Nominations to the Supreme Court have inspired many of the nasty, defining partisan battles of the last generation in Washington, creating a whole cottage industry of interest groups on both the left and the right.

President Obama's nomination of Sonia Sotomayor, however, has the potential to quiet the usual noise.

That's because Republicans will need to tread lightly in opposing the woman who would be the first Hispanic justice, lest they risk further alienating the nation's fastest-growing group of voters.

Republicans experienced a sharp drop in Latino support in 2008, after eight years of efforts led by former President George W. Bush to increase the party's appeal. Exit polls found that Obama captured 67 percent of the Hispanic vote, running 16 percentage points better than 2004 Democratic nominee John Kerry.

The GOP's image had suffered among Hispanics in part by conservatives' push for a crackdown on illegal immigration in debates during 2006 and 2007 over Bush's effort to provide a path to citizenship for undocumented workers.

"If the debate over Judge Sotomayor starts to get too negative, it could hurt the Republicans with Hispanics, and they still have an immigration debate looming," said Matt Barreto, a political scientist and pollster at the University of Washington. "They'll have to ask how important it is to block this judge, especially if she's likely to be confirmed anyway."

Eighty-one percent of Latino voters already approved of Obama's job performance in a Latino Decisions poll Barreto conducted with Pacific Market Research earlier this month.

"Republicans would be idiots for opposing her," Lionel Sosa, a GOP strategist who advised Bush on Hispanic outreach, told the Associated Press. ". . . It would be one more nail in the Republican image coffin."

Even Alberto R. Gonzalez, attorney general under Bush, called the nomination a "powerful message of hope and opportunity."

Last fall's shift among Hispanics was important because it was key to the strategic realignment of the Mountain West states, for the last 25 years a part of the GOP's geographic base.

Obama flipped Colorado from red to blue on the strength of a 73 percent share of the Latino vote, and captured Nevada with 76 percent of Latino voters and New Mexico with 69 percent. The Hispanic share of the electorate increased in all three states.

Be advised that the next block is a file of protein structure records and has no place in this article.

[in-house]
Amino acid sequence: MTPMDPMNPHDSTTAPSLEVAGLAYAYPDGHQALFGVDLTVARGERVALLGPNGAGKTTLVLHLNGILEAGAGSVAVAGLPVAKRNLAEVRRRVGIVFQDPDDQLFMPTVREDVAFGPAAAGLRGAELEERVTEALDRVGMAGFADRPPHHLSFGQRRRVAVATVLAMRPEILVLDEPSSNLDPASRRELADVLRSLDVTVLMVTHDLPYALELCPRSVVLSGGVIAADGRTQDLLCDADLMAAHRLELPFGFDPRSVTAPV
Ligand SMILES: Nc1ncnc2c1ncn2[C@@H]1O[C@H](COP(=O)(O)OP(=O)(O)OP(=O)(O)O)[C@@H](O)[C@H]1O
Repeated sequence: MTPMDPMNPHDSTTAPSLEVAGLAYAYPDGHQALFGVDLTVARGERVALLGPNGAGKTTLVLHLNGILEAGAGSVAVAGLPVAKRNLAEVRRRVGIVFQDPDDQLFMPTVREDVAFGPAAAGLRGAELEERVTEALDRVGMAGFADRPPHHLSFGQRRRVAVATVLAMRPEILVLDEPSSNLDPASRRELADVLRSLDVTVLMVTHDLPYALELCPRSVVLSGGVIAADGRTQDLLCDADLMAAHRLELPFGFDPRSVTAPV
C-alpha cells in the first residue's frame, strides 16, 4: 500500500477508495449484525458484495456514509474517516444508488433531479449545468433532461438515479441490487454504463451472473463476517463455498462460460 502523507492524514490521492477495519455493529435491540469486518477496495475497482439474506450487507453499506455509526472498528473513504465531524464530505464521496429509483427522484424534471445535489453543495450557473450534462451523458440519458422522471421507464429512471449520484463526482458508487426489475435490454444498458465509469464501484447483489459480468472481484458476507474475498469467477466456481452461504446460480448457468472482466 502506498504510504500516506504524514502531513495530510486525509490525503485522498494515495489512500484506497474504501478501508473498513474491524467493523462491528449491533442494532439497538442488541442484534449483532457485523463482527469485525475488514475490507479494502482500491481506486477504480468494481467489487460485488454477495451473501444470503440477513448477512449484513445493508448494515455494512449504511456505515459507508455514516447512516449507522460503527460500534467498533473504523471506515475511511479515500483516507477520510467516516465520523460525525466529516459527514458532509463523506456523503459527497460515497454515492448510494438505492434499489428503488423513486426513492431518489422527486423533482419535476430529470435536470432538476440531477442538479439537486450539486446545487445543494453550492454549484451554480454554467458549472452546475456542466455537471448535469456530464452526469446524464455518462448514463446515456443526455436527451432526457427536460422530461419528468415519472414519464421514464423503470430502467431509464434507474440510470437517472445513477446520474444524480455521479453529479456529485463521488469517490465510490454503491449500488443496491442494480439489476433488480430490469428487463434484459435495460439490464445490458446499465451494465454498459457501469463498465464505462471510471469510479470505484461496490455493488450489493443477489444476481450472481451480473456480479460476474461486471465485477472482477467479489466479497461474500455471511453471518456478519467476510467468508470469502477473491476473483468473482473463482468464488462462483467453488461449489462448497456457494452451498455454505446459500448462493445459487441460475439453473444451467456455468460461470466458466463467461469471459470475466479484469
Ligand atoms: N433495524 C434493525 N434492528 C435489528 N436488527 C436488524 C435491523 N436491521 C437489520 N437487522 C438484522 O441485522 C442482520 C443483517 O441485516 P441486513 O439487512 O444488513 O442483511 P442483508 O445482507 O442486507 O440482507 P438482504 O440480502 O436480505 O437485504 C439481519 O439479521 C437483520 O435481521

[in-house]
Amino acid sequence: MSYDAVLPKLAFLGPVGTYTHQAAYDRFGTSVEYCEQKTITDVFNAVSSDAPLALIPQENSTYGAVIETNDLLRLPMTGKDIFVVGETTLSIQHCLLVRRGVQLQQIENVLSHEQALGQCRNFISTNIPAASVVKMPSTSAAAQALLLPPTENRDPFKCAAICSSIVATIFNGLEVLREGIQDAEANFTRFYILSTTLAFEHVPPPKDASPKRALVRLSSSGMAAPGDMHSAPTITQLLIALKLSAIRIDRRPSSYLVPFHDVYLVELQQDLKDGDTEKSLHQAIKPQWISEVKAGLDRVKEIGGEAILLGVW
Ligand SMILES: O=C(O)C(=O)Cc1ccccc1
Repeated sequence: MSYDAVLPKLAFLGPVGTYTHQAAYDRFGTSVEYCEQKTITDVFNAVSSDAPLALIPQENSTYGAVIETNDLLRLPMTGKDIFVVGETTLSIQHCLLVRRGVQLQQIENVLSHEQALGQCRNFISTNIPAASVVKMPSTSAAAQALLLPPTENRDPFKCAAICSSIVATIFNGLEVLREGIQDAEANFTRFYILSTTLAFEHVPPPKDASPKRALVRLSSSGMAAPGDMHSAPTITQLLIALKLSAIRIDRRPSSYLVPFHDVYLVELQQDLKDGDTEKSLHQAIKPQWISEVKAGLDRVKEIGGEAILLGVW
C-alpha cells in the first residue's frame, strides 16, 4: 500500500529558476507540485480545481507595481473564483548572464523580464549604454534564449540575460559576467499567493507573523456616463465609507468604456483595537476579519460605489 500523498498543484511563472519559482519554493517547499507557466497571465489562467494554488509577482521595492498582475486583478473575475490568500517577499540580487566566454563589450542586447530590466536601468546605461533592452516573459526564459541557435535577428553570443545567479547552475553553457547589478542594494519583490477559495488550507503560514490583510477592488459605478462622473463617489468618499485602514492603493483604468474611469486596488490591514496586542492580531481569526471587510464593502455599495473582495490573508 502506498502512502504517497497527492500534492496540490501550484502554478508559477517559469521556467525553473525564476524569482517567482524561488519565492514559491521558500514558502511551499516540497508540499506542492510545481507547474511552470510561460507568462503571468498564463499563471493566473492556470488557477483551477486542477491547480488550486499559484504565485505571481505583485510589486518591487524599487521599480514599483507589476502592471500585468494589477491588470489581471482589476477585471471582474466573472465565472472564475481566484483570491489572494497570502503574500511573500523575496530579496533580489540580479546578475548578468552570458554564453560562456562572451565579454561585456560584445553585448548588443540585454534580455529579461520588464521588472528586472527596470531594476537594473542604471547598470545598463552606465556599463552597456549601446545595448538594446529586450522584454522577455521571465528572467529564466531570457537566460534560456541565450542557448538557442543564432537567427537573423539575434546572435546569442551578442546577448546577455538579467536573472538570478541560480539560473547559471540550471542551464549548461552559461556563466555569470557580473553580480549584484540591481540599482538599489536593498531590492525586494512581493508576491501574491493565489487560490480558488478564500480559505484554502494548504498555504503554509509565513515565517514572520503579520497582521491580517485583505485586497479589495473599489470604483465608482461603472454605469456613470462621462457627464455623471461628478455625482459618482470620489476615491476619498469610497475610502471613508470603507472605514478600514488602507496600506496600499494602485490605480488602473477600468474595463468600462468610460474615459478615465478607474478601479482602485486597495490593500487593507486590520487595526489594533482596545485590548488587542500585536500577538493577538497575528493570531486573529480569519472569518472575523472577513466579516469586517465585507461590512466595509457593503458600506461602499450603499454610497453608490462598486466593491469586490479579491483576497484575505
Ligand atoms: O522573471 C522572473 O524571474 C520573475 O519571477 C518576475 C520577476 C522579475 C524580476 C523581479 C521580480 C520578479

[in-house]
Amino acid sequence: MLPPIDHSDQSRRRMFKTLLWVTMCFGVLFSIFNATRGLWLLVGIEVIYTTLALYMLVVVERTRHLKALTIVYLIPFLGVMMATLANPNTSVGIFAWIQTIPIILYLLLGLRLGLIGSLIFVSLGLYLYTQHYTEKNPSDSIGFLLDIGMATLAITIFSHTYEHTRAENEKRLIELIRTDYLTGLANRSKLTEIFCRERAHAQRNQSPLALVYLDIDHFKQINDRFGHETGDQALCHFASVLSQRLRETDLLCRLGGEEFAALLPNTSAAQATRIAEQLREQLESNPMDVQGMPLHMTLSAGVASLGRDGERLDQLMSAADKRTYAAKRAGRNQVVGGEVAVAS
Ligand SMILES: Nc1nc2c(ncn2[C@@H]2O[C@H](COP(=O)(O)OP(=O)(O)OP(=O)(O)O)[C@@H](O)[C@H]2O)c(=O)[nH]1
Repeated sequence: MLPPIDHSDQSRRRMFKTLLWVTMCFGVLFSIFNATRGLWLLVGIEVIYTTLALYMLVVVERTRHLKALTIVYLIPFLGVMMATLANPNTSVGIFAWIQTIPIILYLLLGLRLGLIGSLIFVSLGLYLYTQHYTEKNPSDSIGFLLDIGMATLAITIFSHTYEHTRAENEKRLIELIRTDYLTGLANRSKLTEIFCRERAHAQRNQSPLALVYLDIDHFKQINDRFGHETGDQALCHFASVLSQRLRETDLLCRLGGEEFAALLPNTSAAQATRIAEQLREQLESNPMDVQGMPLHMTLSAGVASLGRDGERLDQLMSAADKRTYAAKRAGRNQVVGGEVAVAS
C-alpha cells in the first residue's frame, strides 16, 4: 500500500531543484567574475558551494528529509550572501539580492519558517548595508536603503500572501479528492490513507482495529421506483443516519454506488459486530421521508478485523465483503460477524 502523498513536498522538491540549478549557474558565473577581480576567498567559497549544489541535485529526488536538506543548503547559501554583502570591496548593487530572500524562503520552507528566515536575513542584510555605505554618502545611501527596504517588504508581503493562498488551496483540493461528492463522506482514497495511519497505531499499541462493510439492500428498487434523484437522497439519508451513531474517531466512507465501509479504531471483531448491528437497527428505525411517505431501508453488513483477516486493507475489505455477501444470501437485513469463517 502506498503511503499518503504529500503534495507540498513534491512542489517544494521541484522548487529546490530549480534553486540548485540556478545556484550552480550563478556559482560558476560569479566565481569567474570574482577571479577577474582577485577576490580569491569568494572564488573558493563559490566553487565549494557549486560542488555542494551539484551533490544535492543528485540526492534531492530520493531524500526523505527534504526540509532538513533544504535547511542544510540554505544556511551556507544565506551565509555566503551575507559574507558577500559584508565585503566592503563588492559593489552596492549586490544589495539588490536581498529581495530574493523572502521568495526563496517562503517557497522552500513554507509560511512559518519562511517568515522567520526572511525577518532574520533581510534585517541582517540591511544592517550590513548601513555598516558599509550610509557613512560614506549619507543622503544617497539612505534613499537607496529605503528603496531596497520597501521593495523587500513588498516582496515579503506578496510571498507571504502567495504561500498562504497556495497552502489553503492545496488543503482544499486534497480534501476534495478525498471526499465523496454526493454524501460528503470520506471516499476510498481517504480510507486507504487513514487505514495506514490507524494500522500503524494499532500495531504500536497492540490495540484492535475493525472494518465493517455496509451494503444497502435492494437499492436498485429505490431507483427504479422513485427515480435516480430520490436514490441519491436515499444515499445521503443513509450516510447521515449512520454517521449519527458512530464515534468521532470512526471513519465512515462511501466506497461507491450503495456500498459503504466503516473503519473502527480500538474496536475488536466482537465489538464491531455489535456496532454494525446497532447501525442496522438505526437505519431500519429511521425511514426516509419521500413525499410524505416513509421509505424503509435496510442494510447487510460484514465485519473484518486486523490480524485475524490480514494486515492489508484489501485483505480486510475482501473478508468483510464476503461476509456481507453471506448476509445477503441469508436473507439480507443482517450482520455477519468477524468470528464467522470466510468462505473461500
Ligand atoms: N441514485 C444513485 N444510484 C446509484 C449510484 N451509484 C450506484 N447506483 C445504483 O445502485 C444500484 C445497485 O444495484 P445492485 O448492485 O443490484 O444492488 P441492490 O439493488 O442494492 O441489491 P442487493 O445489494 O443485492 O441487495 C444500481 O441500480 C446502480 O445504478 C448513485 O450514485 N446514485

Conservative activists came out strongly against Sotomayor yesterday, denouncing her as an out-of-the-mainstream liberal who has demonstrated a willingness to legislate from the bench. They particularly seized on a clip from a Duke University forum that shows Sotomayor saying that circuit courts are "where policy is made," and past statements in which the judge said that her experiences as a Latina had affected her decisions.

"Judge Sotomayor is a liberal judicial activist of the first order who thinks her own personal political agenda is more important than the law as written," said Wendy Long, of the conservative Judicial Confirmation Network.

"She thinks that judges should dictate policy, and that one's sex, race, and ethnicity ought to affect the decisions one renders from the bench."

Citing a case in which Sotomayor ruled against a challenge by white firefighters to an affirmative-action policy in New Haven, Conn., radio talker Rush Limbaugh called her a "reverse racist."

Republican senators were considerably more measured.

"Senate Republicans will treat Judge Sotomayor fairly," Minority Leader Mitch McConnell of Kentucky said. "Our Democratic colleagues have often remarked that the Senate is not a 'rubber stamp.' Accordingly, we trust they will ensure there is adequate time to prepare for this nomination, and a full and fair opportunity to question the nominee and debate her qualifications."

Sen. Jeff Sessions (R., Ala.), the party's ranking member on the Judiciary Committee, promised a "fair and thorough examination" of the nominee's record.

Sen. Jim DeMint (R., S.C.), a leading conservative who said Sotomayor's writings raised questions about her commitment to judicial restraint, said he would "withhold judgment" until the hearings.

Heather Heidelbaugh, a Pittsburgh lawyer and Republican activist, said she believed it was possible to celebrate Sotomayor's historic status and also conduct a "proper examination" of her fitness to serve.

"I identify with her," Heidelbaugh said, adding that she was inspired by Sotomayor's fight against juvenile diabetes, the disease Heidelbaugh's daughter has.

At the same time, the Duke law school comments raise a concern, she said.

"I prefer a judge who calls the balls and strikes and leaves the policy to the legislative branch," Heidelbaugh said.